If we don’t destroy ourselves first, we will someday discover intelligent life on another planet. But when we do, the chances are about one in a billion that we’ll find hedge accounting standards more complex than our own.
Now would also be as good a time as any to peel the onion on hedge accounting since the FASB has recently reached a consensus on a revisions to rules that have been in place since the issuance of SFAS 133 in 1998.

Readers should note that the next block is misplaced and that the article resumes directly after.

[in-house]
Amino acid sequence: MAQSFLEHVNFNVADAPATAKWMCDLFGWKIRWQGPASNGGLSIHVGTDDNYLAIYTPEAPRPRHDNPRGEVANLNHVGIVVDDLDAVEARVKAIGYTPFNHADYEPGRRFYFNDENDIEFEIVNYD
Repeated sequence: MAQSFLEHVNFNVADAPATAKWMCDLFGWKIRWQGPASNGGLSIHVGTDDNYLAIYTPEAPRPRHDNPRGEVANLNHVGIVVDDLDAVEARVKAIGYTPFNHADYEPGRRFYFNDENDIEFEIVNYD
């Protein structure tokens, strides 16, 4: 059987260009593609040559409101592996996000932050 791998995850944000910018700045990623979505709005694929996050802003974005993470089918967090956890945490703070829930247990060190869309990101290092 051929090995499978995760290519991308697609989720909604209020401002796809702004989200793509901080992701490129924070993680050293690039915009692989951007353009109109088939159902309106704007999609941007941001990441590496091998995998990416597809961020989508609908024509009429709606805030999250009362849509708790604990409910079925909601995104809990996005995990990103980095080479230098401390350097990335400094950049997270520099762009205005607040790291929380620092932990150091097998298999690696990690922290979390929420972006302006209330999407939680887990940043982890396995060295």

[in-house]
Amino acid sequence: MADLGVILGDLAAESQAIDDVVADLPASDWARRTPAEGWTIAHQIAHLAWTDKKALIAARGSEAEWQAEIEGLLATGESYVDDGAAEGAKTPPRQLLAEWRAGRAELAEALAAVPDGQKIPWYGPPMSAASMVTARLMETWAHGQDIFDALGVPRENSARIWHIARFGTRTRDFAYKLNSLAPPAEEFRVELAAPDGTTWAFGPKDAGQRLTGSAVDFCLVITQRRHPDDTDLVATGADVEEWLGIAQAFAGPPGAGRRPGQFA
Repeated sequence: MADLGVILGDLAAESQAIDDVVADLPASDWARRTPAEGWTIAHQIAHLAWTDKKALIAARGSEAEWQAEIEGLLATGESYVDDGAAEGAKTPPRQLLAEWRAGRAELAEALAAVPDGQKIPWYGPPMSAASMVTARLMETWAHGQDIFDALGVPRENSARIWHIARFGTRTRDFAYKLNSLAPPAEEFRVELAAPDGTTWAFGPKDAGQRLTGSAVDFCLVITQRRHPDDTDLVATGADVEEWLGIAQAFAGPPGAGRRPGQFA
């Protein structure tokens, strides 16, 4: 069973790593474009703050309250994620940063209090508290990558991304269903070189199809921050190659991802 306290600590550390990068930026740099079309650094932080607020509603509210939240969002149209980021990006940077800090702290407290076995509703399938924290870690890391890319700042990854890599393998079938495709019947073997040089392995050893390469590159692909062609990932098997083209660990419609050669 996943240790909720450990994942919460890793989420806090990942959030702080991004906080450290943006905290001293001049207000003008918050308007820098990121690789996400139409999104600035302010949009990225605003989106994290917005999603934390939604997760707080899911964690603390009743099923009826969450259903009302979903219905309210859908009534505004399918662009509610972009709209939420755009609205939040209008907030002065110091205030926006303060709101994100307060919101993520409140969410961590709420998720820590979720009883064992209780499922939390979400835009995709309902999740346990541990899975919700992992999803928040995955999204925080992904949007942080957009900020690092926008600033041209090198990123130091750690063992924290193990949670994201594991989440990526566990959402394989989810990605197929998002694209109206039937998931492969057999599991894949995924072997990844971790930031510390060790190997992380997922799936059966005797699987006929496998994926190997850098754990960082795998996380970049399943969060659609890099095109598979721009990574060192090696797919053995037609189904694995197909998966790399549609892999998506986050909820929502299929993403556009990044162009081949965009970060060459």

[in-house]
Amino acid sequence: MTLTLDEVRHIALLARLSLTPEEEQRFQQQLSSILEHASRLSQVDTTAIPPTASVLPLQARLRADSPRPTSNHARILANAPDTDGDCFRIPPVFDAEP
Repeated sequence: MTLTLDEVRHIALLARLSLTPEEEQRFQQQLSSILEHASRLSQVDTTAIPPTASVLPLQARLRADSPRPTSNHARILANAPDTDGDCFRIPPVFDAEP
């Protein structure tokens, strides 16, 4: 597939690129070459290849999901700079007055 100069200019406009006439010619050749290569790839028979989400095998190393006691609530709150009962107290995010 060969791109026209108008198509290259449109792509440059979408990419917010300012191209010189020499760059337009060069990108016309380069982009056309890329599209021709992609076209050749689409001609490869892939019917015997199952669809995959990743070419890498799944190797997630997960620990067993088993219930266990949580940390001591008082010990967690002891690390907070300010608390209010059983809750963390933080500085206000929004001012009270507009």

At the risk of oversimplifying, the FASB addressed three problems in SFAS 133:
First, there was the problem of accounting for derivatives, which without additional guidance would be measured at historic cost. Historic cost accounting is always suboptimal, but it is especially problematic when it comes to derivatives. Consider, for example, a financial institution with $9 billion in liabilities covered by $10 billion of assets. Next, assume that said financial [Read More...]